GREEN BAY, WIS. - You don’t want any part of Aaron Rodgers and the Green Bay Packers right now.
Not if you’re Dallas. Not if you’re Atlanta or Seattle. Not even if you’re New England. Not when Rodgers is playing arguably the best football of his career.
And most definitely not when he’s flashing that smile that can make a linebacker’s blood run cold when asked if he’s beginning to feel as if this is Green Bay’s year.
“Yes,” he said. “I do.”
With good reason.
The Packers have now won seven in a row after their 38-13 rout of the New York Giants in Sunday’s NFC wild-card game, a victory that pairs Green Bay with the top-seeded Dallas Cowboys for next weekend’s divisional round.
But it is the way the Packers are winning that ought to terrify everyone that still stands in their way — and I don’t just mean the latest in Rodgers’ Hail Mary highlight reel.
There have been games during the streak that the Packers have won handily, as they did when they beat Seattle last month. But more often than not they’ve had to overcome adversity. The more they do it, the more their confidence grows.
Sunday’s game is a perfect example. The Giants were, arguably, the best defense the Packers have played in the last seven weeks, and New York lived up to the hype for the first 26 minutes. Green Bay’s wide receivers were bottled up, the running game was sputtering, and Rodgers was sacked three times in the first three drives as New York took a 6-0 lead.
After that third sack, the Packers had minus-8 yards of offense. Yes, that’s right. Minus-8. Just to be clear, the objective in a football game is to go forward, not backward.
When Jordy Nelson was shown hunched over, his face in his hands, as he was driven to the locker room with a rib injury, the image captured Green Bay’s fortunes perfectly. After running the table to end the season, they had run out of room to run.
But so long as the Packers have Rodgers, they can overcome just about anything. Green Bay’s end-of-the-year surge might have come too late for him to win a third MVP award, but week after week he shows there is no one in the NFL who is better.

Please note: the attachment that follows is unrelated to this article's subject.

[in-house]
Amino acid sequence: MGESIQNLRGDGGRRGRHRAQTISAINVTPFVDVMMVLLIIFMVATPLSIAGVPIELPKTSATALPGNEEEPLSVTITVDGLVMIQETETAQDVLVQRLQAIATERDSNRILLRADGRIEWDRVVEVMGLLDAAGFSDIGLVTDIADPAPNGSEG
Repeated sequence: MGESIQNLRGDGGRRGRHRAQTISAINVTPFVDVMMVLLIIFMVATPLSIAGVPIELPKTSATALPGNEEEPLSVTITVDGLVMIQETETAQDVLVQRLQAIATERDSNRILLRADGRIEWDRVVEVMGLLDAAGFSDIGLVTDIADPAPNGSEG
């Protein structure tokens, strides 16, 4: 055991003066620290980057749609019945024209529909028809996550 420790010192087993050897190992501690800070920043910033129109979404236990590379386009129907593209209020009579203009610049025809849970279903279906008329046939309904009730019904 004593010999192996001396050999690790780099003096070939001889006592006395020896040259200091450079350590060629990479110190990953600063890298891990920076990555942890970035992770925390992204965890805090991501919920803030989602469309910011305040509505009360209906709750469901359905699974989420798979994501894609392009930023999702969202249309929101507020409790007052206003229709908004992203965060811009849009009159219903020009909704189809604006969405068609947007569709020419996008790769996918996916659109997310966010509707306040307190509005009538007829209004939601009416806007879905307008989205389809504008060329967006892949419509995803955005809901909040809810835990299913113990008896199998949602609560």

Down to their final play of the first half, at the Giants 42-yard line, Rodgers bought enough time for his receivers to get into the end zone. Randall Cobb took up position in the back, with Landon Collins, Eli Apple, Trevin Wade and Keenan Robinson all parked in front of him.
As Rodgers let fly, Cobb gave Collins a shove. It was a small one, but it was enough to give him space to out-jump the Giants defenders and snag the touchdown.
The play was reminiscent of New York and Green Bay’s playoff game five years ago, only that time it was the Giants with the momentum-changing play. It also was reminiscent of Rodgers’ Hail Marys last year in Detroit to save Green Bay’s season and again in the divisional-round game against Arizona.
“It’s fun,” Rodgers said. “Every time.”
The momentum was short-lived, thanks to coach Mike McCarthy’s head-scratching decision to go for it on fourth-and-1 from his own 42 on the second drive after halftime. The gamble failed, and the Giants scored two plays later, making it a one-point game.
But this is Rodgers’ year, if not all of the Packers, and he’s not anywhere close to being done. He connected with Jared Cook and Davante Adams for long gains before finding Cobb for the 30-yard touchdown. It would be the first of four consecutive scoring drives for Green Bay.
The Packers, once in negative numbers for yardage, would finish with 406. Rodgers would throw for four touchdowns and no interceptions, finishing with a passing rating of 125.2.
In the last seven games, he has thrown 19 touchdowns with no interceptions. He’s completed 69.6% of his passes, and has a quarterback rating of 121.7.
“Adversity is inevitable in this game. It comes almost every game, comes every season. The good teams overcome it and use it as a weapon,” said veteran guard T.J. Lang. “You hit that adversity point and we’ve been through it a lot. We understand how to respond.”
The seven teams remaining have been put on notice.
Follow USA TODAY Sports columnist Nancy Armour on Twitter @nrarmour